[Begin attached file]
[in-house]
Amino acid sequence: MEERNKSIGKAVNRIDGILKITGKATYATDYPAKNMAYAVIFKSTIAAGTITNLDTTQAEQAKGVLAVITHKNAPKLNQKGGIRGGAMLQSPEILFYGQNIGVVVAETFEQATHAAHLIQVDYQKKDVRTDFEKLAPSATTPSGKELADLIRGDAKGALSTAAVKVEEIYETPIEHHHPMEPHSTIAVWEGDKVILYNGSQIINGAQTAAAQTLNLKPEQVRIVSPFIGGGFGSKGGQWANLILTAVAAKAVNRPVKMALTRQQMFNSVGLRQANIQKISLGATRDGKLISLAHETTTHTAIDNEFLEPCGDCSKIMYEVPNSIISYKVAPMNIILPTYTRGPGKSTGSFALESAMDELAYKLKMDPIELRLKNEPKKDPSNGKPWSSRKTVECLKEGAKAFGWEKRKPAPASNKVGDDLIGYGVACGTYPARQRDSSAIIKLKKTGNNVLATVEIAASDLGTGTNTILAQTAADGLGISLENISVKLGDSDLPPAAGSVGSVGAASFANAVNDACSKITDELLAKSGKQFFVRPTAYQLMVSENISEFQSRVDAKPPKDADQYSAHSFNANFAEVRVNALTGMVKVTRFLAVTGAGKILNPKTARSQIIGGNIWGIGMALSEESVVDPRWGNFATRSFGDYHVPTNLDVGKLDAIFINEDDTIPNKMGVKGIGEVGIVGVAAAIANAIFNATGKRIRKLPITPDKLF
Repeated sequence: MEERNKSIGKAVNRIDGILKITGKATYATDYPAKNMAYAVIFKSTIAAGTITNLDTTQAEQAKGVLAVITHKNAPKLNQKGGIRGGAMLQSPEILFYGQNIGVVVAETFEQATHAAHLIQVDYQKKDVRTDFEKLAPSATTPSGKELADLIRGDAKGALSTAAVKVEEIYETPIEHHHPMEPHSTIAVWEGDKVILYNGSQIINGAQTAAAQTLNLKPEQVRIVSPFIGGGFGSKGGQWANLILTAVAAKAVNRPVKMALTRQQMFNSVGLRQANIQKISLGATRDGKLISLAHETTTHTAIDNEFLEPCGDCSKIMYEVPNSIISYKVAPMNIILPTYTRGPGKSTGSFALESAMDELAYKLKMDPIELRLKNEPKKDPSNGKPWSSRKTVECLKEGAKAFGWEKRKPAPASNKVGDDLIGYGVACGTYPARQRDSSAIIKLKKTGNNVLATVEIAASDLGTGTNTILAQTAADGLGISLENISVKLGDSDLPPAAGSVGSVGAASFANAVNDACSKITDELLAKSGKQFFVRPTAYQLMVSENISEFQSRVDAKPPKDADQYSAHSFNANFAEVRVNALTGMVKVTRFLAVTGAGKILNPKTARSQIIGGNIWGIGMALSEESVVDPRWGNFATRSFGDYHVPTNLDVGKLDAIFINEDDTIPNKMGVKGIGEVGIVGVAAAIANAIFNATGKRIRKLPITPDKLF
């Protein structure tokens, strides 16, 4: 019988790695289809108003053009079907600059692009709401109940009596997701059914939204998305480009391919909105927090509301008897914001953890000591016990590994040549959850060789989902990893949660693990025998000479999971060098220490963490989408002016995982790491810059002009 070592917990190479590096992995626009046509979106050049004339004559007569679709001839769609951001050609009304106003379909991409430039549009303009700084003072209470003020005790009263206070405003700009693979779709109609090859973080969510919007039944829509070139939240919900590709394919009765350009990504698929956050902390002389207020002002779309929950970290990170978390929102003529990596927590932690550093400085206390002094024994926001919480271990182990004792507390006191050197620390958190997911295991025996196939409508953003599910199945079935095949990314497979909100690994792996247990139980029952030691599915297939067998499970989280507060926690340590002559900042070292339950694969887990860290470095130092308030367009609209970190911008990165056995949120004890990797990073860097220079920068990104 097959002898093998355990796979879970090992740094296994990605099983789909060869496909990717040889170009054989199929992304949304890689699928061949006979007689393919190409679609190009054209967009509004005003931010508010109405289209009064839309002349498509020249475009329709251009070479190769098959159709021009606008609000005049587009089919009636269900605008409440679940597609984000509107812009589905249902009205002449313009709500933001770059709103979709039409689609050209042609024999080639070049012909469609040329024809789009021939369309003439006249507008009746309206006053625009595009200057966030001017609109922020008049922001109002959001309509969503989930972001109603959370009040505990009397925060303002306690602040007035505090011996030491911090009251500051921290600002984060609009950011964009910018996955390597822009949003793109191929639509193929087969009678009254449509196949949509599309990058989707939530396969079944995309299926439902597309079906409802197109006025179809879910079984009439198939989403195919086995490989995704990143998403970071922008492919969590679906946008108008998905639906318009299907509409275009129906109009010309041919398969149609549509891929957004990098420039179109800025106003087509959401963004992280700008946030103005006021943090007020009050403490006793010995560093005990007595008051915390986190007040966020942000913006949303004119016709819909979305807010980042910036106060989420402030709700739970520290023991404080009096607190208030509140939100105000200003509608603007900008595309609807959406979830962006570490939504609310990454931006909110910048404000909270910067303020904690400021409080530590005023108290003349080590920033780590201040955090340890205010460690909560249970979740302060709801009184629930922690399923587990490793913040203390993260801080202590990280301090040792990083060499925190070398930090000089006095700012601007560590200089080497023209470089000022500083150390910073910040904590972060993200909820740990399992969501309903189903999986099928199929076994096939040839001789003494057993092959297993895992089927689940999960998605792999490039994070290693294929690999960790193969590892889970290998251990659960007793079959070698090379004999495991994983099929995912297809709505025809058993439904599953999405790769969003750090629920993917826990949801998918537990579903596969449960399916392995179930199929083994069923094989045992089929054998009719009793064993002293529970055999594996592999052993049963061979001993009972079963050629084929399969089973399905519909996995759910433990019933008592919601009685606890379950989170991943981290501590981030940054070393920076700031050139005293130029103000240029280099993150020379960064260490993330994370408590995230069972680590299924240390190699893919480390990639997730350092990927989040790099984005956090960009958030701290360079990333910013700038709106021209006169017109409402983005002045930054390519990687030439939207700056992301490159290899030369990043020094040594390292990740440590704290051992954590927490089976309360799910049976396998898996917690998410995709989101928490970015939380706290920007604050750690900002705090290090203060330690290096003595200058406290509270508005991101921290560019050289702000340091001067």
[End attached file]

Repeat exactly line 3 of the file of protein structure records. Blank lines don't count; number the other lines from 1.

Repeated sequence: MEERNKSIGKAVNRIDGILKITGKATYATDYPAKNMAYAVIFKSTIAAGTITNLDTTQAEQAKGVLAVITHKNAPKLNQKGGIRGGAMLQSPEILFYGQNIGVVVAETFEQATHAAHLIQVDYQKKDVRTDFEKLAPSATTPSGKELADLIRGDAKGALSTAAVKVEEIYETPIEHHHPMEPHSTIAVWEGDKVILYNGSQIINGAQTAAAQTLNLKPEQVRIVSPFIGGGFGSKGGQWANLILTAVAAKAVNRPVKMALTRQQMFNSVGLRQANIQKISLGATRDGKLISLAHETTTHTAIDNEFLEPCGDCSKIMYEVPNSIISYKVAPMNIILPTYTRGPGKSTGSFALESAMDELAYKLKMDPIELRLKNEPKKDPSNGKPWSSRKTVECLKEGAKAFGWEKRKPAPASNKVGDDLIGYGVACGTYPARQRDSSAIIKLKKTGNNVLATVEIAASDLGTGTNTILAQTAADGLGISLENISVKLGDSDLPPAAGSVGSVGAASFANAVNDACSKITDELLAKSGKQFFVRPTAYQLMVSENISEFQSRVDAKPPKDADQYSAHSFNANFAEVRVNALTGMVKVTRFLAVTGAGKILNPKTARSQIIGGNIWGIGMALSEESVVDPRWGNFATRSFGDYHVPTNLDVGKLDAIFINEDDTIPNKMGVKGIGEVGIVGVAAAIANAIFNATGKRIRKLPITPDKLF